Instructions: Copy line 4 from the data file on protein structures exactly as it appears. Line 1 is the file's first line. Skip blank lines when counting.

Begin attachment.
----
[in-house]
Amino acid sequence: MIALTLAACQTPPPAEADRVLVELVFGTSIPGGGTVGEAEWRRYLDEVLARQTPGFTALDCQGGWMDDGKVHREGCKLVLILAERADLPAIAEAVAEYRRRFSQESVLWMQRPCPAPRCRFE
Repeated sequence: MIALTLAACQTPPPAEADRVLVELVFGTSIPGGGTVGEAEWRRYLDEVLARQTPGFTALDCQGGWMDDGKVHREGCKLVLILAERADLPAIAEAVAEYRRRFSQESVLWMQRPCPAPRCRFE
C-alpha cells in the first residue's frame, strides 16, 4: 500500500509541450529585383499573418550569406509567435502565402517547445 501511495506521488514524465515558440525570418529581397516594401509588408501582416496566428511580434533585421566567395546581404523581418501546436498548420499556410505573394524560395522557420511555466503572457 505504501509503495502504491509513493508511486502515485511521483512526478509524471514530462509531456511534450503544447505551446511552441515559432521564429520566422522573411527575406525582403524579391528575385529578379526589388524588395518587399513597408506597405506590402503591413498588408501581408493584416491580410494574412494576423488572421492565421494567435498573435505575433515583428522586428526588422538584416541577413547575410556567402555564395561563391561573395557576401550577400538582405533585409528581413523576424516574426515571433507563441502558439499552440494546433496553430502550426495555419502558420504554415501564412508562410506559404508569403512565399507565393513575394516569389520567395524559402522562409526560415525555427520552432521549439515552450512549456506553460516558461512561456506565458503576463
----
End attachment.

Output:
C-alpha cells in the first residue's frame, strides 16, 4: 500500500509541450529585383499573418550569406509567435502565402517547445 501511495506521488514524465515558440525570418529581397516594401509588408501582416496566428511580434533585421566567395546581404523581418501546436498548420499556410505573394524560395522557420511555466503572457 505504501509503495502504491509513493508511486502515485511521483512526478509524471514530462509531456511534450503544447505551446511552441515559432521564429520566422522573411527575406525582403524579391528575385529578379526589388524588395518587399513597408506597405506590402503591413498588408501581408493584416491580410494574412494576423488572421492565421494567435498573435505575433515583428522586428526588422538584416541577413547575410556567402555564395561563391561573395557576401550577400538582405533585409528581413523576424516574426515571433507563441502558439499552440494546433496553430502550426495555419502558420504554415501564412508562410506559404508569403512565399507565393513575394516569389520567395524559402522562409526560415525555427520552432521549439515552450512549456506553460516558461512561456506565458503576463